The last line of Results is a defensive “I’m not a douchebag.” This is hardly even a hint of a spoiler, though—in this Andrew Bujalski joint, equal-opportunity douchebaggery abounds.
But Bujalski seems to revel in the hard-to-like. Some film writers and fans have called his movies “natural” or “realistic”; indeed, Bujalski’s the one who casually coined the term “mumblecore” a decade ago to describe his style and the similar works of young filmmakers like the Duplass brothers. If mumblecore, of which Results is a more polished and star-studded example, reflects reality to those who embrace it, let’s just say they might want to get new friends.
Results shares little in common with Bujalski’s earlier films, like 2002’s Funny Ha Ha, whose script was dominated by “like”s, “uh”s, and ennui. (Actually, ennui floods this one, too.) But the film’s most obvious commonality to Bujalski’s repertoire is its collection of dicks, perhaps most succinctly summed in a stranger’s remark after she sees Austin-based personal trainers Kat (Cobie Smulders) and Trevor (Guy Pearce, allowed to be Australian for once) bickering: “You really do sound married.” That’s not meant as a compliment.
From the beginning, we know that Kat is a caustic woman, the kind of trainer who spies a client with a cupcake and outruns that client’s SUV so she can not only food-shame her in front of her child, but add that she’s behind on her payments. When Kat arrives at the gym, more fury: Trevor has assigned an odd, schlumpy walk-in, Danny (Kevin Corrigan), to another trainer. Kat blows up. Trevor fights back—a bit more maturely—but even though he’s the gym’s founder, it’s apparent that he’s pushed around by his employee.
Danny is aimless in both his fitness goals and his life, telling Trevor he wants to be able to “take a punch” and later wandering around a palatial, museum-cold house alone. He’s freshly divorced and new money, apparently rich enough to toss around Benjamins whenever he wants company or someone to make his TV setup work. Kat, naturally, persuades Trevor to let her be Danny’s trainer. Danny, naturally, falls for Kat.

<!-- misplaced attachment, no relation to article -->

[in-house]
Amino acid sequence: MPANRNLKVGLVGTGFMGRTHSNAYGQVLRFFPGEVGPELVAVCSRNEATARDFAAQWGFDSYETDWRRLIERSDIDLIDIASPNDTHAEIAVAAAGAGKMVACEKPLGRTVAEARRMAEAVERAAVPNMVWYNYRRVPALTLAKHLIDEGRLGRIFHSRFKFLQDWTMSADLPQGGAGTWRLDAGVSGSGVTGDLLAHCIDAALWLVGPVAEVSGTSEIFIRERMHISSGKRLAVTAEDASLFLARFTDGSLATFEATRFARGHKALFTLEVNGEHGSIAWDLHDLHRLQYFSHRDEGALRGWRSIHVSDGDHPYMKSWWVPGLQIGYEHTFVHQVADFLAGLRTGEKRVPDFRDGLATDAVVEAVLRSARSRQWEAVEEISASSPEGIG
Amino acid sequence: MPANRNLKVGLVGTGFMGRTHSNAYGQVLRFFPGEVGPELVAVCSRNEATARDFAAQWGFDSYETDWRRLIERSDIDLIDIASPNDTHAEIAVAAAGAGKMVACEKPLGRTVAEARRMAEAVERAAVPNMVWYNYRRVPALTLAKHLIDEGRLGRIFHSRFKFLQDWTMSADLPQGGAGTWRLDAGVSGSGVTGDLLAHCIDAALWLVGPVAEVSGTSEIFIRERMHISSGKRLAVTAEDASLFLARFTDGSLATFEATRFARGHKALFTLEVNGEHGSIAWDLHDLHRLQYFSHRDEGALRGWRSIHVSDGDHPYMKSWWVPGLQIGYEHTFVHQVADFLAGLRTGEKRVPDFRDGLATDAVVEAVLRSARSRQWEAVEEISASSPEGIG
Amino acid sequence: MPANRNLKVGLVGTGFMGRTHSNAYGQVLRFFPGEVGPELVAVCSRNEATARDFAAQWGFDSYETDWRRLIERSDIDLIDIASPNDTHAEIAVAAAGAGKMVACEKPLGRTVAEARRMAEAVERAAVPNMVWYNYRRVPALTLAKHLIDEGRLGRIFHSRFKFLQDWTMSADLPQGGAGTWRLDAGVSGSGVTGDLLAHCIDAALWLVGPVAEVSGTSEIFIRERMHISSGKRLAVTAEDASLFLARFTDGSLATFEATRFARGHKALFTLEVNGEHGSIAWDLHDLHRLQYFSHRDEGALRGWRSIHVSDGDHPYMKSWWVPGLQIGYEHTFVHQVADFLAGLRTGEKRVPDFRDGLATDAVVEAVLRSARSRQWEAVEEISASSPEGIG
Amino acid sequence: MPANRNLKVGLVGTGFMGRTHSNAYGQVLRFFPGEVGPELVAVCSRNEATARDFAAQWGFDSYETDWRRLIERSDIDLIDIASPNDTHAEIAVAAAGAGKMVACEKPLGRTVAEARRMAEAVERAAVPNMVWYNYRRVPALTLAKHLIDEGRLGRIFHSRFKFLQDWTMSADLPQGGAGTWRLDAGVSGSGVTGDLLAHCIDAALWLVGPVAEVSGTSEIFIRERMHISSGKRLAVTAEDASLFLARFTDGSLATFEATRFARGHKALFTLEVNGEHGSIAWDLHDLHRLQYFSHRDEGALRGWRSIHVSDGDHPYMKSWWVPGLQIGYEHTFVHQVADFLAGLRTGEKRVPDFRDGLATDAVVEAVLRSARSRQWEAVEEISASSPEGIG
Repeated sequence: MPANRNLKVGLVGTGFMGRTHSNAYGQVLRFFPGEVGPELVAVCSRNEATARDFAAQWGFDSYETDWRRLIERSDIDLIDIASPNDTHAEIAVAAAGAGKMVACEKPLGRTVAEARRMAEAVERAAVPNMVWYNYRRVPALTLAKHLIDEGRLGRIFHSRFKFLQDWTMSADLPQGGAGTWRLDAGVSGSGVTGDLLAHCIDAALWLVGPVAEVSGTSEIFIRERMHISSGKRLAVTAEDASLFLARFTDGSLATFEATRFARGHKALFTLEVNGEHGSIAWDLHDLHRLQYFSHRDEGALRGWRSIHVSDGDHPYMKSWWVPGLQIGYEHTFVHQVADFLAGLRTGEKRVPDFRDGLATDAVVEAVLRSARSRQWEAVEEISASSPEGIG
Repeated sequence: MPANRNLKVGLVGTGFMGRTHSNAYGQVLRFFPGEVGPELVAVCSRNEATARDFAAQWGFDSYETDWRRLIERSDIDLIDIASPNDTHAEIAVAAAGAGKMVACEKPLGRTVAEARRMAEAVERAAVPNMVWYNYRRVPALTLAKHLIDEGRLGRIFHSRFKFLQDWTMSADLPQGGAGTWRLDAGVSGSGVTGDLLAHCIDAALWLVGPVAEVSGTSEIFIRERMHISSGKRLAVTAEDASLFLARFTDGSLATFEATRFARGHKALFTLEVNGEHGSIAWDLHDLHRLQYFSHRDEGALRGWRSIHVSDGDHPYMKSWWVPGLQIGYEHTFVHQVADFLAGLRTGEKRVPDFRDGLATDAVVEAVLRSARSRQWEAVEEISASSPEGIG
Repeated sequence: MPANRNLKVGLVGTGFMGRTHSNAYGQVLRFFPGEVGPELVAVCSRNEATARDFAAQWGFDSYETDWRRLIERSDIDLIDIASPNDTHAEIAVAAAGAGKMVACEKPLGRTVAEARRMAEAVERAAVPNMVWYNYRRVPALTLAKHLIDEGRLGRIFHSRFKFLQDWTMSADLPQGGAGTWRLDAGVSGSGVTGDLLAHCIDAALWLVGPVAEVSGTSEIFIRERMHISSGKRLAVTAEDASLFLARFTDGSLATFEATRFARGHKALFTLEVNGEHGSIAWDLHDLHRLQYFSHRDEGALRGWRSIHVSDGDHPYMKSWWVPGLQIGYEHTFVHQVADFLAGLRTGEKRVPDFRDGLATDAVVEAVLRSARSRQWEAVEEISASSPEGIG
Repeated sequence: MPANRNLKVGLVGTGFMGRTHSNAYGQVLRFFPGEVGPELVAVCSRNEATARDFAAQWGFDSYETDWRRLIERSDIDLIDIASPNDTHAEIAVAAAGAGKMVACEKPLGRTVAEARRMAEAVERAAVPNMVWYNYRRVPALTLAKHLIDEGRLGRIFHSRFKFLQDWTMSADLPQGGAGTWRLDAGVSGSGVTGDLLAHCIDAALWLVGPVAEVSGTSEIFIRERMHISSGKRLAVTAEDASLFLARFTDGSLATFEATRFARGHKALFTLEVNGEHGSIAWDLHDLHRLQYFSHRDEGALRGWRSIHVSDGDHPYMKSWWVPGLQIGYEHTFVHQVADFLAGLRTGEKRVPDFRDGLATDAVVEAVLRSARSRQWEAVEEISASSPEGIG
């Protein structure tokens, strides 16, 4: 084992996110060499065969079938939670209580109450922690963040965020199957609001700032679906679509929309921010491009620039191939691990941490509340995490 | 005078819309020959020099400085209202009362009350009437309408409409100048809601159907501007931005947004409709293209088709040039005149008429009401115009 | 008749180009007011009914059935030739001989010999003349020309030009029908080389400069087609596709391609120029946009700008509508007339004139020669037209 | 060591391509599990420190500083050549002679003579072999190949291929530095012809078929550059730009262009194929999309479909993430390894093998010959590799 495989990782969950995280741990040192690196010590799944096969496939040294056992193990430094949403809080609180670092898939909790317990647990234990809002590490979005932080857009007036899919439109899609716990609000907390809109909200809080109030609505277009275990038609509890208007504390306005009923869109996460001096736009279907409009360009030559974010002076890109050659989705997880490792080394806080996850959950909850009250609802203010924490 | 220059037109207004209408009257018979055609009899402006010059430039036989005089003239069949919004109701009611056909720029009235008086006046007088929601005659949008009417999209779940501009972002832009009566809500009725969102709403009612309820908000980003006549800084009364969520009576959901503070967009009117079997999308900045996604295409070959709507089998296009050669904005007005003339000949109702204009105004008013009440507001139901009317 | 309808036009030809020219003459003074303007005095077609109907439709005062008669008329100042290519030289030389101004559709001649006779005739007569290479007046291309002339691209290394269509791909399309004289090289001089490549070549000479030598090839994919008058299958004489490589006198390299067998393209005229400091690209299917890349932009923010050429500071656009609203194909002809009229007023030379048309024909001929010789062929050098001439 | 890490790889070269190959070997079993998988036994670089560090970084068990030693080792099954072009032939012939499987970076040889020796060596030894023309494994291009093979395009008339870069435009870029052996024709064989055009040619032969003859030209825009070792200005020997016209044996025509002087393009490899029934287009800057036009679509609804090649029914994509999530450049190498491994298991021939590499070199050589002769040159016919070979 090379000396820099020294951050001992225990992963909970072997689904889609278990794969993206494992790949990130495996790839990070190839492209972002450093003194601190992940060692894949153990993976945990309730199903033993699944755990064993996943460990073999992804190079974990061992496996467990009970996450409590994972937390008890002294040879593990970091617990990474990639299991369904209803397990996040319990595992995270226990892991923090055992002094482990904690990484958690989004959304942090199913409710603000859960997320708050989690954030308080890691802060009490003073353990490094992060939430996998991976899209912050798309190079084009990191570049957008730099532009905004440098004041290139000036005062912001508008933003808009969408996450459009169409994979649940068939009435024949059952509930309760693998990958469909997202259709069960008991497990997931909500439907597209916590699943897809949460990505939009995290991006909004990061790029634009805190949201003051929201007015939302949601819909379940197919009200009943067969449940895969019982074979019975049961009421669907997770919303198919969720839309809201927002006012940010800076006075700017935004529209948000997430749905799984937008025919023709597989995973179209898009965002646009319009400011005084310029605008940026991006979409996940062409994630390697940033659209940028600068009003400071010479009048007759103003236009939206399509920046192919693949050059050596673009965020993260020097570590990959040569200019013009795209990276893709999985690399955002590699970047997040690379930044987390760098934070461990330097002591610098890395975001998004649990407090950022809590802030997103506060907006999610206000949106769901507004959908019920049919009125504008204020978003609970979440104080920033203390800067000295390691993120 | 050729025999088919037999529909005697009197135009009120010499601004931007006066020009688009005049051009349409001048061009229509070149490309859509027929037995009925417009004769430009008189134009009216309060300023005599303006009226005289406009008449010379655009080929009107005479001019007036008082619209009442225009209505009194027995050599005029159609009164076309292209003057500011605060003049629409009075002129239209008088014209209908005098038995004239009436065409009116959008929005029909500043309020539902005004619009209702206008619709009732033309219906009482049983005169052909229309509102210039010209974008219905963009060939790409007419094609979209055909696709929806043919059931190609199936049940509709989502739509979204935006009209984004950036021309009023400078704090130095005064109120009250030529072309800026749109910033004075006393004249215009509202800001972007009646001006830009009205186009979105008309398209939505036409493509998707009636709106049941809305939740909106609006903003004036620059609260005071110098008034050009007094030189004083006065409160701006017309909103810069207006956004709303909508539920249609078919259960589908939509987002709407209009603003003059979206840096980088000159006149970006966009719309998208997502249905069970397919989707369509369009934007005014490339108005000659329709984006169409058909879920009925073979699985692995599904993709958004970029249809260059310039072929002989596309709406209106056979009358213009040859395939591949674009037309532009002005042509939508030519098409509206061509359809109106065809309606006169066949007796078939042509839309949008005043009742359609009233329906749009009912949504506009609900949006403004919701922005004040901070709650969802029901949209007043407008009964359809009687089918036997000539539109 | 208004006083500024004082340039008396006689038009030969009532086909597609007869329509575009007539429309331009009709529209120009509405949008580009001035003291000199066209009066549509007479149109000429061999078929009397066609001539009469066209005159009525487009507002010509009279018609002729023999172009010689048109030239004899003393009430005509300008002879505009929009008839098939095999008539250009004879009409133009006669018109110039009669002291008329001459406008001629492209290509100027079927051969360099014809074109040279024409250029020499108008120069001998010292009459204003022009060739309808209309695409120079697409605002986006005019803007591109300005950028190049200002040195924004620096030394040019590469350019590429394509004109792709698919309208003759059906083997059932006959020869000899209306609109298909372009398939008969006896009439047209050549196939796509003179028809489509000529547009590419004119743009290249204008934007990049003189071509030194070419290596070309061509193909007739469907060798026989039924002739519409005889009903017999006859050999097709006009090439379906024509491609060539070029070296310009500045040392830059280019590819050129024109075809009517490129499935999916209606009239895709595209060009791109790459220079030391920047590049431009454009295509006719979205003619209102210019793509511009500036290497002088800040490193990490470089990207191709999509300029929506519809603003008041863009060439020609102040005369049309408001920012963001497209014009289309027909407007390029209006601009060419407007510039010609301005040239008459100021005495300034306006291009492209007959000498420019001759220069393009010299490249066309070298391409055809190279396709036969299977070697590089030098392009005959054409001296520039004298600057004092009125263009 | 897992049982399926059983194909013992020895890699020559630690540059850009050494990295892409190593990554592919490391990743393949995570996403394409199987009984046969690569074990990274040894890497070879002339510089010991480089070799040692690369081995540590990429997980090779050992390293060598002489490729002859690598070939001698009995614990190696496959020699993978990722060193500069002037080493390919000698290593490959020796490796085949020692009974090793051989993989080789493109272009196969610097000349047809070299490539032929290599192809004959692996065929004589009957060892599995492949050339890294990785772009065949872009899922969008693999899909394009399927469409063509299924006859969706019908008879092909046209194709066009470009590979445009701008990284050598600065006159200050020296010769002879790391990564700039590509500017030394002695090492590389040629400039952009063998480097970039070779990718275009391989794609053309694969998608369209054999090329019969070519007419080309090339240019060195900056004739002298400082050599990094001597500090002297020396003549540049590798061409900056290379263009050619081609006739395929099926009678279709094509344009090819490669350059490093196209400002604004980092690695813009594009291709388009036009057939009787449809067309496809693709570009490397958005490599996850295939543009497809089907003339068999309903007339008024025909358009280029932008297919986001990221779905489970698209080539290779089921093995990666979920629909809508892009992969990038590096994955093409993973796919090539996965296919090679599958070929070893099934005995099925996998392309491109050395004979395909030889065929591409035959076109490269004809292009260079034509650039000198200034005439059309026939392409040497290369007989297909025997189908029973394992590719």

Maybe that’s because one of the first exercises they work on is squats. Kat shows him how to “lead with his butt” and asks questions like “Can you see my form? How everything’s tight?” Another day, they get a little loose together, but she freaks and belittles Danny when he makes a big romantic gesture. “How fucking stupid are you?” she screams before shoving him. He might ask his smartass object of affection the same.
There’s a lot of stupidity in Results. Kat’s lead-him-on thing takes the proverbial cupcake, but Trevor and Danny have their own forehead-smacking moments. (One of the very, very few funny scenes involves the “O” face of a real-estate agent Trevor briefly tangos with.) You might also question the point of a montage showing Danny and Trevor separately working out, which reveals nothing besides Pearce’s exceptional strength.
The script also breezes over the details that bring about important plot turns—so if you’re puzzled afterward, particularly about Trevor’s eventual partners in his business expansion, no, you didn’t miss anything.
Primarily, Results is about lonely, lonely people. Danny, Trevor, and Kat are all shown wallowing in melancholy in their downtime, especially Kat, who mopes while overhearing her roommate having sex in one scene, and soon shuffles out of frame. Curiously, the film ends up telling the story of a love triangle, though why both dudes would be attracted to a woman whose pores ooze more anger than sweat is an unanswered mystery. After a film spends 105 minutes trafficking in awkwardness, rage, arbitrary developments, and misguided behavior, you can’t just tack a fun song at the end and call it a romantic comedy.
Results opens June 5 at E Street Cinema.